For his part, author Mahmoud Juda justified this support and wrote on his Facebook page July 16, “Some of the Gazans’ support for the coup against Erdogan irritated Hamas. In these Gazans' view, every supporter of Hamas [such as Erdogan] has contributed to the continuation of their suffering and has therefore conspired against them. [Based on that], they wished [that this supporter] be brought down every day, every moment.”
Hamas’ supporters hoped for Erdogan’s victory. Before the coup failed, Madhoun posted on his Facebook page July 15, “It is too early to interpret what is happening in Turkey. If Erdogan succeeds, he will become stronger than ever. If he fails, God forbid, the entire system will be convulsed.”
After the coup failed, he wrote July 16, “Fatah’s supporters had originally backed the failed coup in Turkey and were glad at the misfortune. Hamas’ supporters’ sadness and shock turned into joy.”
Hamas’ celebrations went beyond social media. Dozens of marches were organized, expressing happiness at the failed coup; images were seen showing Ismail Haniyeh, the deputy head of Hamas’ political bureau, carrying a cake decorated with an image of himself and Erdogan.
Activists have mocked these activities and Hamas' defending the democratic choice of the Turkish people, as Hamas has not taken part in legislative elections since the end of its legitimate rule in January 2010. Journalist Abeer Ayyoub asked on her Facebook page July 16, “Do those supporting the Turkish people’s choice dare to have their own choice in Gaza?”
On the Gazans’ interest in what is happening in Turkey, Ayyoub wrote July 17, “The Gazan street’s reactions to the failed coup in Turkey were greater than the [Gazan] street’s reaction to the death of three kids who were burned [because of a fire resulting from a candle] due to the power crisis in Gaza.”
Human rights activist Mohamed Abuhashem wrote on Facebook on July 17, “Imagine if the people in Gaza had taken to the street during the Hamas coup in 2007?!!! Not only the Turkish people are worth respecting … the revolutionaries too … who refused to kill their fellow citizens.”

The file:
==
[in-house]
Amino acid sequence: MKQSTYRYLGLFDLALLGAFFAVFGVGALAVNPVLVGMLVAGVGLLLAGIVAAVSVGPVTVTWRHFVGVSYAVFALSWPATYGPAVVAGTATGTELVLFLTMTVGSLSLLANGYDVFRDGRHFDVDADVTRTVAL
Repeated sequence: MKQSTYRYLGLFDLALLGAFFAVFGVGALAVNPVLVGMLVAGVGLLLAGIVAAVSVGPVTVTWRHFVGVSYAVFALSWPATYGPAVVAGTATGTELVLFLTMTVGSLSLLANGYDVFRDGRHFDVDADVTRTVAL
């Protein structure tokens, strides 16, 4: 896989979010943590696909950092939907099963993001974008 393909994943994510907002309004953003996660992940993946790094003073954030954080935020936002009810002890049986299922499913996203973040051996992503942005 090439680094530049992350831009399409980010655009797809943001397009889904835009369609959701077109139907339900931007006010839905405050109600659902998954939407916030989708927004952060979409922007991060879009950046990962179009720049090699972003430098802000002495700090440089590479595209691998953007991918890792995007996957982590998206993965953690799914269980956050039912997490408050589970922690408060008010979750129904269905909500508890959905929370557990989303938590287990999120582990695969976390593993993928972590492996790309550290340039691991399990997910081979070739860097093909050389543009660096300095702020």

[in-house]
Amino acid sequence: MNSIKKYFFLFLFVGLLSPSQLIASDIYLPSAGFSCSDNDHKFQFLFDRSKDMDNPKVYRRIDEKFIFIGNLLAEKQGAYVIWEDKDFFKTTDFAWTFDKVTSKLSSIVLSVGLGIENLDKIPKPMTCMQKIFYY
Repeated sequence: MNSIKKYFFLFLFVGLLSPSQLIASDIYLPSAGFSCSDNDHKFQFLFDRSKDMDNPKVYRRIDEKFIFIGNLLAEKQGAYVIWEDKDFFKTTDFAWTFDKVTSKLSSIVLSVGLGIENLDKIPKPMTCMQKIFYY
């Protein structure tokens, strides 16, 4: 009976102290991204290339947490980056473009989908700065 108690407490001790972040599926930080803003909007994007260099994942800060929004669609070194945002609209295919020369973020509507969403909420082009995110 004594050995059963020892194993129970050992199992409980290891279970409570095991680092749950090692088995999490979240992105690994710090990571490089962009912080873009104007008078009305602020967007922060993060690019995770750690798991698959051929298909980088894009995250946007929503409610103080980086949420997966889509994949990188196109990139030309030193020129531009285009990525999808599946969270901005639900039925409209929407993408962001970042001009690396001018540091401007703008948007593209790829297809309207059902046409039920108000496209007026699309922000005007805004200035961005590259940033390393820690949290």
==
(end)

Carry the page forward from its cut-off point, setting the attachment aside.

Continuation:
Contrary to most of the political comparisons by social media activists, Taher al-Nunu, the spokesman for the former Hamas government, wrote on Facebook July 16, “I did not want to dwell on the past, but today is very similar to yesterday when the executive authority thwarted the 2007 security forces' coup and protected the people’s democratic choice.”
Sarcasm reached its peak in the response to the remarks of Mushir al-Masri, Hamas’ youngest member of parliament. He said in a speech July 16 during a march in Jabaliya refugee camp, in the northern Gaza Strip, that he is ready for the bloodshed on Turkey's shores. In response, images of people in swimming suits crowding the shores of Turkey circulated on social media.
Activist Faisal al-Rifai wrote on Facebook on July 17, “In light of parliamentarian Masri’s remarks, I would like to ask how we can accept a system of governance in secular Turkey and support the Turkish government that embraces such doctrine, while we reject the least secular aspects in Palestinian society, particularly in Gaza.”
The interaction and great interest in Turkish affairs are not spontaneous. Rather, they reflect Turkey’s strong role in the system of international balances and its historical impact on the Gaza Strip — going back to when the Ottoman Empire ruled Palestine from the early 16th century to the beginning of the 20th century.